The NaNoWriMo Survival Kit

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So, you've taken on the challenge of NaNo and you've nailed your first week. Great job! Let's just enjoy that accomplishment for a second.

Sigh. That was nice, right? Now, let's get you ready for the inevitable burnout with ...

Rob's Amazing NaNoWriMo Survival Kit!

There are some obvious selections for this list, like "your laptop / notebook / whatever you write with," "a story in your head," and so forth. I'll skip those and jump into the ones you may not have come to on your own.

1) A hammer

Unclear? Put your smartphone in a box, then put that in another box, then mail it to yourself, and when you get it, hit it with a hammer! There are some legitimate reasons for having a smartphone or internet connection while you write (some of which I'll mention shortly), but there are also many ways stepping away from technology can help. During your writing sessions, I strongly suggest you break your smartphone into a thousand tiny pieces. Or, you know ... turn it off.

2) Thine Holy Chalice

During your writing sessions, I strongly suggest you break your smartphone into a thousand tiny pieces. Or, you know ... turn it off.

Every writer seems to have a beverage of choice. Some want to be amped up by caffeine, others want the creative benefits of booze, and others just want to sip on something warm and caffeine-free. Whatever you drink, you will need a Holy Chalice to drink from. Mine is an Alot mug. This Chalice shall serve the dual purpose of containing your preferred beverage and acting as a ritualized entry point into your writing process. Just fill Thine Holy Chalice and you'll know that you're ready to write.

3) Brain-friendly snacks

If you like to snack while writing, you probably already have edibles within grabbing distance. Sadly, while caffeine and sugar can give you a temporary boost, they often fail to sustain you over the long run. That's why you should try to make your grabbable snacks as brain-friendly (and finger-friendly!) as possible. Consider popcorn, bananas, baby carrots, almonds, or chewing gum.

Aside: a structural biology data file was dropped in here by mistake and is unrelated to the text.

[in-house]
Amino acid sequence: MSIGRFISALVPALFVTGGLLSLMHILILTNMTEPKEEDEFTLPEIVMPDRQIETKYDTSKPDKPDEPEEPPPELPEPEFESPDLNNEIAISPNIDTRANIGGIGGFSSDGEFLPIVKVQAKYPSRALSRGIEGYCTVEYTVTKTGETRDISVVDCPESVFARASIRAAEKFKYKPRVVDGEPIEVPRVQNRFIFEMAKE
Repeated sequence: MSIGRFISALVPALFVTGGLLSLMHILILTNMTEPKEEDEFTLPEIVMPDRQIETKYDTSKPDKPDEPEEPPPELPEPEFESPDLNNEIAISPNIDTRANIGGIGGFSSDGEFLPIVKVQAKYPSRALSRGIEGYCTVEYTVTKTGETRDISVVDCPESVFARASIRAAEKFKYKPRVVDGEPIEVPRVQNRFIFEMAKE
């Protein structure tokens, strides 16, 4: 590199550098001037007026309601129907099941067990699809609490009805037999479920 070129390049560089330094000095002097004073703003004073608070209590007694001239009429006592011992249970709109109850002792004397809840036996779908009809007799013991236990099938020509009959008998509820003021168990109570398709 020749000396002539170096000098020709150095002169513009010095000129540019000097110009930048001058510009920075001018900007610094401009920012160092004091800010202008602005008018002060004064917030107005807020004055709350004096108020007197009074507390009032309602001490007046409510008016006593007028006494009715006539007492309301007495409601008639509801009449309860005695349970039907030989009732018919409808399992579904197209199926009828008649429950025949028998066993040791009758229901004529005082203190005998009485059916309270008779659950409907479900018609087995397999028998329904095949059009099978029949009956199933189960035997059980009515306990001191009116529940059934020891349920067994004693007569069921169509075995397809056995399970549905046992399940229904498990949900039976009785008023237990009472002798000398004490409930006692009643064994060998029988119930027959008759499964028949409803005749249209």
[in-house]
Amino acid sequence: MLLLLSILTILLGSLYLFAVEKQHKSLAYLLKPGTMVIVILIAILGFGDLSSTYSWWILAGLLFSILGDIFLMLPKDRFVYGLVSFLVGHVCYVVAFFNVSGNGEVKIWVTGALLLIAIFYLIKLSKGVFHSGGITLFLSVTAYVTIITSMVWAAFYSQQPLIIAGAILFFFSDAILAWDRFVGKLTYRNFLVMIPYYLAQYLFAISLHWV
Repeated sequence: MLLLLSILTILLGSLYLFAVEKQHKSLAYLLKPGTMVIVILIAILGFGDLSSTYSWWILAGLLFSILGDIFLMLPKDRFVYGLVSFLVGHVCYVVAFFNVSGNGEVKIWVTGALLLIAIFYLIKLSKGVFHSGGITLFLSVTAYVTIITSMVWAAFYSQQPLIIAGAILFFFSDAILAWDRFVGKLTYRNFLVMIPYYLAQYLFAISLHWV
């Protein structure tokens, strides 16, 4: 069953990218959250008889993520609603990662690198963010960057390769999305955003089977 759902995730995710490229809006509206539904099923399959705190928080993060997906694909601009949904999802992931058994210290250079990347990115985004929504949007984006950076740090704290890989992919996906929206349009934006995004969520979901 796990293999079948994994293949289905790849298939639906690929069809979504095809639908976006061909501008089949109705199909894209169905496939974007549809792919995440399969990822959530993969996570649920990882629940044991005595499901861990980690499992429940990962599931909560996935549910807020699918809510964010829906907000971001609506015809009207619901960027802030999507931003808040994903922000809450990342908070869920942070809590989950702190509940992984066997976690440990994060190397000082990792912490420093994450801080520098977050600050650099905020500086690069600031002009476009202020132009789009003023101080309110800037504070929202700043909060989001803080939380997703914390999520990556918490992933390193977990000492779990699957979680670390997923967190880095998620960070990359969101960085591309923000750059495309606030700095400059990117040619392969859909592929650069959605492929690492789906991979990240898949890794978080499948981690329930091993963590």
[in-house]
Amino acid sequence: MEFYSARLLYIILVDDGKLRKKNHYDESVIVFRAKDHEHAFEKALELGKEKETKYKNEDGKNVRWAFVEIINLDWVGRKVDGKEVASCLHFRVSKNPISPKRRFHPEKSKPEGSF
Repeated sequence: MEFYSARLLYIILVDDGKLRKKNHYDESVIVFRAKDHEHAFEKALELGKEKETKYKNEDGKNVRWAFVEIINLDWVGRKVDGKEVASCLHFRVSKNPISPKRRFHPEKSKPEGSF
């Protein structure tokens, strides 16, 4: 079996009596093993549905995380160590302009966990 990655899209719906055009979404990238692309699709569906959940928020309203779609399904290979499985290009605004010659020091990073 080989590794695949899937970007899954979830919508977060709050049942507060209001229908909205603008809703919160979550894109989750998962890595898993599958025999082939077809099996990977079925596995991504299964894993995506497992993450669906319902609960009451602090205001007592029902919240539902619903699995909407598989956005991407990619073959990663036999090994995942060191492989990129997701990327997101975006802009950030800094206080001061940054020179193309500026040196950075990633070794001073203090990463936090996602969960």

4) Chocolate

While the healthy snacks listed above are great staples, every writer will need some chocolate. With a surprising amount of brain-positive and health-positive content (like antioxidants and omega fatty acids), chocolate is a brain-friendly option—and it offers a slight mood boost and a touch of caffeine to keep you moving forward.

5) Permission to write badly

This is important all of the time (perfectionism is evil!), but it's an absolute must for NaNo. Your job with this draft isn't to write a bestseller. Your job, as Shannon Hale so eloquently puts it, is:

... reminding myself that I'm simply shoveling sand into a box so that later I can build castles.

6) An egg timer

Do you know what's intimidating? Writing 50,000 words in a month. Do you know what's tough? Writing 1,667 words in a day. Do you know what's manageable? Writing as much as you can in ten minutes.

It's great if you have a group to do these "word sprints" or "word wars" with, and many such groups can be found through the NaNo website, Twitter, and other online resources. That said, if you lack these resources or want to bypass them, you can use any old egg timer to get yourself sprinting.

7) A uniform

There is no such thing as a "universal writing uniform," but a personalized writing uniform is surprisingly valuable. Some people prefer wearing sweats, some like wearing a piece of jewelry that matches the theme of their book, some like to wear NaNo shirts or other branded gear, and—as we all know—you prefer to write in the nude.

Do whatever works for you, but try to approach your "writing uniform" with some degree of consistency. That way, as you put on your writing outfit, you'll naturally put yourself in the mindset to write.

8) A "trigger"

Some like to wear NaNo shirts or other branded gear, and—as we all know—you prefer to write in the nude.

The role of the trigger is to remind you that it's November, and that it will soon be time to write. A visual reminder (like a print-out on your bathroom mirror, on your dresser, etc.) is useful, and while you'll start ignoring these reminders eventually, they're a great solution for a one-month stint. A physical totem (like the ones from Inception) are another good choice.

My absolute favorite, however, is the "start-up" trick. I don't have time to show you how to do this right now, but here's the short version: If you put a shortcut to your NaNo piece in your Windows "startup" folder, it'll open the document automatically each time you boot up your computer. It's a great way to keep momentum from session to session.

9) Cliff-hangers